“As the roads of the world become increasingly populated with gasoline-electric hybrids, plug-ins, and fully electric vehicles, it poses an opportunity to pause and look back through the pages of automotive history, where we discover some of what we consider cutting-edge technology today is mirrored in the past.”
That from the St. Louis, Missouri, dealership advertising the Pick of the Day on ClassicCars.com. The car is a 1917 Owen Magnetic Touring car, “an intriguing early hybrid-drive vehicle” produced by Justus B. Entz, an electrical engineer who had worked for Thomas Edison.
“As early as the late 1800s, Entz began experimenting with a unique electric transmission system that could, in theory, provide infinitely variable ratios without a direct connection between the engine and rear axle,” the dealer explains.
“The Entz Electric Drive Transmission replaced the engine’s flywheel with a set of field windings, which acted as a generator to power an electric traction motor attached to the rear axle via a driveshaft, similar in principle to a modern diesel-electric locomotive. There was no direct connection between the gasoline engine and the drive wheels…
“The system provided powerful electrical braking, which also had a regenerative feature that charged the vehicle’s electrical system — the ancestor of the MGU-K in a modern F1 car!”
The first demonstration of the system ended when an electrical arc ignited the fuel supply and the prototype burned to the ground, the dealer notes.
“But he saw promise in the system and persisted with refining it over several years. He later built a more-successful prototype on an Austro Daimler provided by his primary financial backer, Mr. Roy Rainey. That car became the very first Entz automobile, which debuted at the New York Auto Show in 1914.
“Entz and his invention previously caught the attention of Raymond and Ralph Owen, who began working on adapting the system for production as early as 1912. By 1915, the Owens had taken over Entz’s project and partnered with Baker Electric to produce the cars commercially as the Owen Magnetic.”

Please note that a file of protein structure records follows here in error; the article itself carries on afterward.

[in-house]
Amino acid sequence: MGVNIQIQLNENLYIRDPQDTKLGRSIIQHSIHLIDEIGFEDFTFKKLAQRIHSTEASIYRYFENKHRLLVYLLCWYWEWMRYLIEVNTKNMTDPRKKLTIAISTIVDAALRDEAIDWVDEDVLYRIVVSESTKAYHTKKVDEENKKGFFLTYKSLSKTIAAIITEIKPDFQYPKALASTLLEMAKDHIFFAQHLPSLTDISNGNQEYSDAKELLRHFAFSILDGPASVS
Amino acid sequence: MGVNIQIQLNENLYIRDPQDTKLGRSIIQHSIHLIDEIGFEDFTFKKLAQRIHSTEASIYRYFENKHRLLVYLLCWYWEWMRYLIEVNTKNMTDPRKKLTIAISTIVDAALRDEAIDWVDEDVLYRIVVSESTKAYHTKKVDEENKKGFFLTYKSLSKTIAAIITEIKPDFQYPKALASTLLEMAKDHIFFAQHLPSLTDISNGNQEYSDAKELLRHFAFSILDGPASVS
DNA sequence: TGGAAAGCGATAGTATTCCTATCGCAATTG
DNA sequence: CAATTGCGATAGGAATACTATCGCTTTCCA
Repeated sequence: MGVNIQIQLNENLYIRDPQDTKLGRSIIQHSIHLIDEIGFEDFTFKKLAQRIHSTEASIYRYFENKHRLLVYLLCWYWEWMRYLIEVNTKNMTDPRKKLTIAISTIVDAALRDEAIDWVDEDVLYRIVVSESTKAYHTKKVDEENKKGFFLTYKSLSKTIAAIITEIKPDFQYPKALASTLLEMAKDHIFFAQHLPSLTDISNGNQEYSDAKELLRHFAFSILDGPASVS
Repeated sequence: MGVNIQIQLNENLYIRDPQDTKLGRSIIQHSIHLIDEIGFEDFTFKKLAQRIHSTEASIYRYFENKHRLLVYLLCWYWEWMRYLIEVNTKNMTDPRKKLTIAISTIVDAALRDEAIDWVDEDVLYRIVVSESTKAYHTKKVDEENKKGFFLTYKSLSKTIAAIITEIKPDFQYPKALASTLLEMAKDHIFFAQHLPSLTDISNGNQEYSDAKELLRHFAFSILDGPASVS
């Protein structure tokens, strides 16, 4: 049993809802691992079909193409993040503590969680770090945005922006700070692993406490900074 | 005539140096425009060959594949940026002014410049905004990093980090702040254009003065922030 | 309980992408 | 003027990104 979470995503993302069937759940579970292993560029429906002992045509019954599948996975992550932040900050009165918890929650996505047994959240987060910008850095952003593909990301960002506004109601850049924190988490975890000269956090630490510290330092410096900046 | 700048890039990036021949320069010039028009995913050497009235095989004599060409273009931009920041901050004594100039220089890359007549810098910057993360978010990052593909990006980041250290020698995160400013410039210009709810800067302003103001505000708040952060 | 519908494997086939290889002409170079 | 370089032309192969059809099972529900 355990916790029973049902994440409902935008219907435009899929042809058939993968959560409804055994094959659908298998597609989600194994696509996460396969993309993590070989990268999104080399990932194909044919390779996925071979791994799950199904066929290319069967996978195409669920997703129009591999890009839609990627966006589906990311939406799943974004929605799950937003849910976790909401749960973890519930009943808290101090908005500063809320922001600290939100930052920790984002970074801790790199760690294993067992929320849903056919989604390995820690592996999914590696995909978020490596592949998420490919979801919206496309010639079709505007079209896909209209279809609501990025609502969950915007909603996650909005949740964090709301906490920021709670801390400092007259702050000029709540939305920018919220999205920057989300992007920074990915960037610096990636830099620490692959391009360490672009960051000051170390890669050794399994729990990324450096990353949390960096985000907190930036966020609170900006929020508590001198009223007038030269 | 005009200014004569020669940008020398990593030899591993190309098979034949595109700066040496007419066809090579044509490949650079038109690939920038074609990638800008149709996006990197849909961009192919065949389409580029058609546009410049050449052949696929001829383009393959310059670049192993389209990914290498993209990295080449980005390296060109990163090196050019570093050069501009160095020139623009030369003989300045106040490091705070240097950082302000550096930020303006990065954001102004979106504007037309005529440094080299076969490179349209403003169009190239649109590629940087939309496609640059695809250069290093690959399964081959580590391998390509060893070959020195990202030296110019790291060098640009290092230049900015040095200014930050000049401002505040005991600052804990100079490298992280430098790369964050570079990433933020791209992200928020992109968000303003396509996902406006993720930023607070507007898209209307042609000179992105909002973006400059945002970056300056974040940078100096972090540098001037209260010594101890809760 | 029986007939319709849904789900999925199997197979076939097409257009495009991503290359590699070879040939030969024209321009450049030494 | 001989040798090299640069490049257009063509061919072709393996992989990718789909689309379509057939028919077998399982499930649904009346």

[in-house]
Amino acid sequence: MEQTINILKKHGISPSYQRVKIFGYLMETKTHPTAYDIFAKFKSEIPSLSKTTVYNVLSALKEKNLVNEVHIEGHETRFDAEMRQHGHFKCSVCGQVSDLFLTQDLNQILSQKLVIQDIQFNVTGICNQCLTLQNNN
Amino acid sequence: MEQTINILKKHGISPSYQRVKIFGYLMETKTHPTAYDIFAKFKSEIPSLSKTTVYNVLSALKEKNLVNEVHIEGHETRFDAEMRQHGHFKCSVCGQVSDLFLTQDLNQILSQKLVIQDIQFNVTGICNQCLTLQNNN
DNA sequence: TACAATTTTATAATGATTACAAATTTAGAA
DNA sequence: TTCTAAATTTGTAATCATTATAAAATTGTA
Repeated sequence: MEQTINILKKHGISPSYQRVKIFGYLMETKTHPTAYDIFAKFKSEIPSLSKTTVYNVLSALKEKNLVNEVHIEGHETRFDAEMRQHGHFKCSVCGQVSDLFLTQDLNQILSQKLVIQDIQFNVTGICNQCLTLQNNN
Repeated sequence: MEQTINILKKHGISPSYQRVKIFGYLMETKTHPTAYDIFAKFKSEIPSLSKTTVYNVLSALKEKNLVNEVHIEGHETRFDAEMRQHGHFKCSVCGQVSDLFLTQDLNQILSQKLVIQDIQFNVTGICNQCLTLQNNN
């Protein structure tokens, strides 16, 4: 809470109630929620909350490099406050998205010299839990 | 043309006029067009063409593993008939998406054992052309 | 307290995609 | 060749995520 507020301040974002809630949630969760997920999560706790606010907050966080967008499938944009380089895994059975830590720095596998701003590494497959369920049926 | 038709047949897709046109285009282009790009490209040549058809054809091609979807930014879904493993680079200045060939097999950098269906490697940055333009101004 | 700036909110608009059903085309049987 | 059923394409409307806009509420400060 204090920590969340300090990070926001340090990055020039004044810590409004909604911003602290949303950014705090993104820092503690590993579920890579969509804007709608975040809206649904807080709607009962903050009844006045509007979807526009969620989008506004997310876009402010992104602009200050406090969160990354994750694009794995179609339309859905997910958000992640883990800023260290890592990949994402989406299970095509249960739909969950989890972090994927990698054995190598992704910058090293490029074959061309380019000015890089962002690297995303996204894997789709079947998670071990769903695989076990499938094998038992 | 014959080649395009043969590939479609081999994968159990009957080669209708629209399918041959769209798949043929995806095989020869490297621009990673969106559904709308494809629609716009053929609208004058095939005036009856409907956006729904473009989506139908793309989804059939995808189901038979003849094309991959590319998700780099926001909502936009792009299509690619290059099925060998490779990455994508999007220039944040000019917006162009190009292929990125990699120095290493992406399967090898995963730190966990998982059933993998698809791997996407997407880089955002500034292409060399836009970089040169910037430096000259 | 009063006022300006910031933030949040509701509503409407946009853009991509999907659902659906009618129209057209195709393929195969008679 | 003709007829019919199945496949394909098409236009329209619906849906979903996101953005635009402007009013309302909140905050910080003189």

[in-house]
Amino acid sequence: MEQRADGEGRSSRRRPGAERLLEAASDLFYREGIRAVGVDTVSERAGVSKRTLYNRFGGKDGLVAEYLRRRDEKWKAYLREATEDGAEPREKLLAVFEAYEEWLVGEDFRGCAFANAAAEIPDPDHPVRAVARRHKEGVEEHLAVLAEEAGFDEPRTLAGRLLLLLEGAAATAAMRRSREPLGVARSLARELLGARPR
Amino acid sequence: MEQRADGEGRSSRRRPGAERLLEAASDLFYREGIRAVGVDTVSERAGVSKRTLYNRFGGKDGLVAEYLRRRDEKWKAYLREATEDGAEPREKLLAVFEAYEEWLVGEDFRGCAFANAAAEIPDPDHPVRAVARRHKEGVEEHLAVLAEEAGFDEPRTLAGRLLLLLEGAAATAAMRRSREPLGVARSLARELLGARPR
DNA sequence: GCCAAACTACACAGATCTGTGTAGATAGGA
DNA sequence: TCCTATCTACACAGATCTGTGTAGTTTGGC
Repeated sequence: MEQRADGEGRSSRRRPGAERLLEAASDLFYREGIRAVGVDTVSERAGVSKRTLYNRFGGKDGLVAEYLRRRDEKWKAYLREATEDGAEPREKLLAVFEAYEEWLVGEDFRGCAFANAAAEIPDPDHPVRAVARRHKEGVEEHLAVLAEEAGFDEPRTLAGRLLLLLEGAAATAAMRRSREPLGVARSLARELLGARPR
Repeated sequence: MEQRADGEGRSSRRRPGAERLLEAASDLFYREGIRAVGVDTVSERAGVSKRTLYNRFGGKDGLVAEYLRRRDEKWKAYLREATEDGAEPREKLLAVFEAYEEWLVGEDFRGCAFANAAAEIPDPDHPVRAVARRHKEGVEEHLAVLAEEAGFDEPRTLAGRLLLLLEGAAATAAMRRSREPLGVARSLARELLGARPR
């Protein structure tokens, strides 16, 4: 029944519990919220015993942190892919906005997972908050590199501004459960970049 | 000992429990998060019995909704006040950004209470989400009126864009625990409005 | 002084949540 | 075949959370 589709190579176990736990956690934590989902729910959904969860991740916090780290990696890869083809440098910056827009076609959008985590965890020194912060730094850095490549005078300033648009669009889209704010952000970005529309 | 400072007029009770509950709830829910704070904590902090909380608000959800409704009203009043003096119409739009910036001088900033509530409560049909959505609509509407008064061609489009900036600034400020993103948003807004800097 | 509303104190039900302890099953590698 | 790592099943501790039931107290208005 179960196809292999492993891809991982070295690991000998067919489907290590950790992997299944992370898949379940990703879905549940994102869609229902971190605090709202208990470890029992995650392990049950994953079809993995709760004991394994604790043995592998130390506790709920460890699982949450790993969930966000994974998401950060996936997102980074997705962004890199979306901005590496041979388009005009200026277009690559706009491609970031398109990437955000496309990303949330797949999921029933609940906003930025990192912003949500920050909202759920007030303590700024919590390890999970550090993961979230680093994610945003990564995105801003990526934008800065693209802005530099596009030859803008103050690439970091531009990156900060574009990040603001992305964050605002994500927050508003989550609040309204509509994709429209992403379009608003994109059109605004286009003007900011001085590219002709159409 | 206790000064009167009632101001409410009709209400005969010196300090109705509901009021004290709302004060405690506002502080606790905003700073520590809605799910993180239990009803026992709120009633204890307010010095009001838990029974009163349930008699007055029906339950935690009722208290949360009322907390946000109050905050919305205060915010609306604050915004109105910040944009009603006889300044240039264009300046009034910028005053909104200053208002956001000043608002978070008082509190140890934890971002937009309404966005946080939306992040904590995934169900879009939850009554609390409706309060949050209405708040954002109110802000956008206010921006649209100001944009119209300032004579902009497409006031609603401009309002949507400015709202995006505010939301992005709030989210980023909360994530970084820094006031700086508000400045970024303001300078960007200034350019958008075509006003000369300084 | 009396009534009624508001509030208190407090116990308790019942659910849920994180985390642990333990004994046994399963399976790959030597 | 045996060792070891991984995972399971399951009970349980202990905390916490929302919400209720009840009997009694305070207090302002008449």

Promoted as “The Car of a Thousand Speeds,” the Owen Magnetic was expensive and needed caretaking beyond the typical local mechanic, “relegating the Owen Magnetic and Justus Entz’s unconventional yet fascinating electric transmission to the history books in 1920.”
The example on offer once was part of the Nethercutt collection, the dealer notes, and is one of only a few known to still exist.
“This example wears an older cosmetic restoration, presented in pale yellow over black fenders and chassis. The 5-passenger touring body is attractive and well built,” the dealer reports.
The car has a 303cid Continental 6-cylinder engine, “though due to a period of disuse, it will need additional attention to return to the road,” the dealer points out.
“From the driver’s seat, you experience the unique control arrangement of the Owen Magnetic,” the ad explains. “A single foot pedal controls engine speed, while the large lever on the steering wheel controls electrical output via a series of detents. There are no gears to mesh, no rev-matching, and no heavy clutch pedal. Reverse gear is operated via a lever to the driver’s left, and a second lever operates the supplementary mechanical brake.
“It is a marvelously clever arrangement that combines the best of the simplistic early electrics, with the versatility and range of an internal combustion vehicle.”
The dealer concludes, “With our attention turning to alternative fuel vehicles, the Owen Magnetic offers a fascinating look back at the technology of yesterday, where we remember that even the best ideas of today may not necessarily be new ones.”